In a story depicted in oil painted animation, a young man comes to the last hometown of painter Vincent van Gogh to deliver the troubled artist’s final letter and ends up investigating his final days there.
‘Loving Vincent’ is a quite incredible piece of work in terms of its production, the first animated film solely crafted through a series of over 60,000 oil paintings, created by a team of over 100 artists. In terms of the story I wasn’t entirely sold, but it would do the film a disservice to write off the spectacular and breathtaking achievement that it undoubtedly is.
The focus is on the painter Vincent Van Gogh, with the narrative following a ‘Rashomon’ esque approach to telling the story of the final days of his life. Our main viewpoint is through Armand Roulin (Douglas Booth), a postman’s son who is tasked with delivering a final letter from Vincent to his brother Theo, one year after his death. This journey takes on the feel of a detective story as Armand encounters various people who knew or met Van Gogh towards the end of his life, with their differing recollections shining a light on the unusual circumstances of his demise. The cast is filled with well known faces such as Saoirse Ronan, Chris O’Dowd and Helen McCrory, who are all lovingly recreated in oil paintings, and the painstaking process involved in bringing this tale too life is testament to the incredible skill and patience of the many people involved in the project.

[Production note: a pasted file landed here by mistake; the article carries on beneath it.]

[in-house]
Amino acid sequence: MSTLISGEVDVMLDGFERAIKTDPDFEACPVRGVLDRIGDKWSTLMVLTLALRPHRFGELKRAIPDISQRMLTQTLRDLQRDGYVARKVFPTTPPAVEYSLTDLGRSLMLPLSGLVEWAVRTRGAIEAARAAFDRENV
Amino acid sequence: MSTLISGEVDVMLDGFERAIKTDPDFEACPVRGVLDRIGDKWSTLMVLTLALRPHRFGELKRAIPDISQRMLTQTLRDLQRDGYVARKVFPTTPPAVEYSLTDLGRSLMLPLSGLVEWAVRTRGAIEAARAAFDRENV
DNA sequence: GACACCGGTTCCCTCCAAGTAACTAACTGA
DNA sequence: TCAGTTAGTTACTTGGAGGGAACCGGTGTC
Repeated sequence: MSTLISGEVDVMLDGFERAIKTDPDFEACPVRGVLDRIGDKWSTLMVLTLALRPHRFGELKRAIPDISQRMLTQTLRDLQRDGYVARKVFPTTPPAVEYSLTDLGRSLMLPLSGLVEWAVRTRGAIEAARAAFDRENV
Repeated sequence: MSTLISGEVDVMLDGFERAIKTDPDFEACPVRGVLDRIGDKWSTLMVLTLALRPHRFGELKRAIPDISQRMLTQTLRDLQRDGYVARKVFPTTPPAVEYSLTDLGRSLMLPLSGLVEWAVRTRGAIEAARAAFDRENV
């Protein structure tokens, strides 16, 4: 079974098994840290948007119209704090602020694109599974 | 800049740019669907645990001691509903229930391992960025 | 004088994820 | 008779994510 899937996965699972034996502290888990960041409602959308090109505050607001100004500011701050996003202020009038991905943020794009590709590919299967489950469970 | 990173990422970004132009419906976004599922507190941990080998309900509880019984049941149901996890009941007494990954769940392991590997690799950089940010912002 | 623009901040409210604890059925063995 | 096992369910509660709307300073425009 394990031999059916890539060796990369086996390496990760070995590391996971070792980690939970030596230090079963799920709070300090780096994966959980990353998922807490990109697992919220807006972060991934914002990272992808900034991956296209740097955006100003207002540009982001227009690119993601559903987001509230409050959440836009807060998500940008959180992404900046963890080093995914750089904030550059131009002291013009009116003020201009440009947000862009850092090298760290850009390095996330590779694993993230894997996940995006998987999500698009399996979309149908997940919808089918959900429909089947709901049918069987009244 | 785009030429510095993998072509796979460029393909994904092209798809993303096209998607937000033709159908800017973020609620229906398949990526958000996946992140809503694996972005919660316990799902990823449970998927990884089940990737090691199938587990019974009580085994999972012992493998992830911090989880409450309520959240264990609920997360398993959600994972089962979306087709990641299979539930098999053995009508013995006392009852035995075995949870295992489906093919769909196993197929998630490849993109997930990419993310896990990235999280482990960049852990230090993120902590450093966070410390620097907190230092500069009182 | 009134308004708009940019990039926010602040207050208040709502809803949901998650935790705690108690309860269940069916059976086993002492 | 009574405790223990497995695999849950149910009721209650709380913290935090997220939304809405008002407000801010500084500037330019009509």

Art enthusiasts will likely be blown away by the film alongside fans of world cinema, and even though the narrative never fully gripped me, I would say that ‘Loving Vincent’ is worth seeing for the filmmaking approach alone.
Directed By: Dorota Kobiela and Hugh Welchman
Starring: Robert Gulaczyk, Douglas Booth, Jerome Flynn, Saoirse Ronan, Helen McCrory, Chris O’Dowd, John Sessions, Eleanor Tomlinson and Aidan Turner